The other key ingredient of the Poppins phenomenon is a quality noted by Moshe Dayan, the great Hebrew warrior – she never orders her troops into battle, she always leads them into battle. When the children take their medicine, she takes it too. She doesn’t have to tell them to be polite to Bert, the bizarre mock-cockney chimneysweep, because they follow her example. And when the children jump magically into cartoon-land, she leads the way, playing a full role in the subsequent merry-making rather than hanging back and chatting with the other nannies.

Being a woman of excellence, Mary Poppins is bound to have a few resentful detractors. They might ask, rhetorically, why a woman who loves children so much doesn’t have her own, hinting crudely at a same-sex preference. The answer, of course, is that she probably did have plans to raise her own family. She was certainly young enough to bear children and charming enough to attract many suitors. The main problem, I fear, would be finding a man worthy of her – one who could adore her body without fearing the power of her mind. Is there such a man?

To my male human readers I issue the following challenge: Would you be man enough to woo a Mary Poppins, to wine her, and dine her, and pleasure her where it pleases her?

Wednesday, November 02, 2005

Tom Jones: great human

If there is one human who deserves the title of honorary gorilla it has to be Mr Tom Jones, the singing, swinging, warbling Welshman. From the very start, his songs were smash hits with apes and simians of all persuasions. Cheeky monkeys in the tree tops would scream “What’s new pussycat?” at any lions that passed below. The lions tended to ignore them, but it was good for morale to have a laugh at their expense. We knew in our hearts that Tom could out-roar any lion with that booming baritone of his – and rotate his rear-end in a fashion that few female apes could fail to admire.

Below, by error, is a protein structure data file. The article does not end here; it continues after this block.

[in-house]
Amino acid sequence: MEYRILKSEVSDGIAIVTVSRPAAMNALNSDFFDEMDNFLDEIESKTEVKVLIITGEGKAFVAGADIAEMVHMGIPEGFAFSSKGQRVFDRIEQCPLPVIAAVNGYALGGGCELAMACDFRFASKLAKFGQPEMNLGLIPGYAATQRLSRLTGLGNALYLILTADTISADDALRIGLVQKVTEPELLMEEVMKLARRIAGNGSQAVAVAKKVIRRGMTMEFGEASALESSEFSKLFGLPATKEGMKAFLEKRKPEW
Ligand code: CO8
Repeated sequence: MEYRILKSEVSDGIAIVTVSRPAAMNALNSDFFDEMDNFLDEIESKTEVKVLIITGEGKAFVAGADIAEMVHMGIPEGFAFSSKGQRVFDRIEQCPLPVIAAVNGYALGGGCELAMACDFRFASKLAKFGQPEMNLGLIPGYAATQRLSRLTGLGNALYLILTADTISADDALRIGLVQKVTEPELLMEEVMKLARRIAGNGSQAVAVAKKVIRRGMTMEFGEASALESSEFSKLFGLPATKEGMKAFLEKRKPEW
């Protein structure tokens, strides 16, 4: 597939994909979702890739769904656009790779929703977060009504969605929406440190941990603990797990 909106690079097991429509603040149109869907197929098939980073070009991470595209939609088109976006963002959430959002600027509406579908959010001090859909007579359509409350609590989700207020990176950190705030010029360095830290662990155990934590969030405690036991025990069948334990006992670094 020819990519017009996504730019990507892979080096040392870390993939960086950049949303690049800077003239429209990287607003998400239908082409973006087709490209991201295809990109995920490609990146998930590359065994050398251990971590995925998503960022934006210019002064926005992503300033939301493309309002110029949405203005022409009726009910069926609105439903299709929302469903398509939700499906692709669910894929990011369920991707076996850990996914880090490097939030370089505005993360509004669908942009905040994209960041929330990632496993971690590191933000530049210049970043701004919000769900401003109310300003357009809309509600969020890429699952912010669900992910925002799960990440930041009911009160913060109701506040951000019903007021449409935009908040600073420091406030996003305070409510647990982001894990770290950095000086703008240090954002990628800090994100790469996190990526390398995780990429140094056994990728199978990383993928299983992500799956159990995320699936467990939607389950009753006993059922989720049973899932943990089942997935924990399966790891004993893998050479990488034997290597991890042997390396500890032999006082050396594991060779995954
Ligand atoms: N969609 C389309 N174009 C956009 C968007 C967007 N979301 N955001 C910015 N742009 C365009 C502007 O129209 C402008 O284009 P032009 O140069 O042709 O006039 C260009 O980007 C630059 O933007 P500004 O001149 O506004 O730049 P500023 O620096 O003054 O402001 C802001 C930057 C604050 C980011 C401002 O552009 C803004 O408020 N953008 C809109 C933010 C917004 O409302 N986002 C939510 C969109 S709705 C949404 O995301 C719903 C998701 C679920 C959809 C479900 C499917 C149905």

Talent is a funny thing. Everyone can see it in a performer who is already famous, but few have the judgement to spot it in an unknown. It took a degree of persistence and self-belief for young Tom, the bricklayer from Pontypridd, to become Tom the hit-making sex-bomb, the only singer in the world capable of inducing female fans to hurl their moist panties at him when he was on stage. Perhaps Tom’s early confidence came from the fact that girls found him irresistible long before he hit the big time. And although he married very young, after impregnating a local lass, he always felt honour bound to indulge his female admirers to the fullest extent of their lustful fantasies.

After being discovered in one of his early infidelities, Tom was reputed to have answered his wife’s recriminations by saying:

“It’s not my fault, you know, they keep on asking for it.”

“So why don’t you say ‘No’ then?” thundered his wife.

“I can’t do that!” replied a visibly shocked Tom, “they’d think I was a poof!”

One has to acknowledge a certain genius in this line of argument, which was apparently put forward which such sincerity that his betrothed resigned herself to a marriage not bound by the normal human conventions. Mrs Tom Jones, first laid by the bricklayer some fifty years ago, remains devoted to a husband who has bedded more women than most other men stare at frustratedly during their entire lives.

Some might say that the ideal of manhood personified by Mr Tom Jones is a throwback to a bygone era, when men opened doors, paid dinner bills and wore the trousers until they wanted to take them off. My reply would be: “What of it?”. The “new man” may be fashionable in certain circles, but he doesn’t look like the kind of fellow who will hand-glide onto a craggy cliff-top to provide his woman with a box of extra dark chocolates with soft creamy centres. And if he can’t do that, he’s about as useful as a three-legged camel without a hump.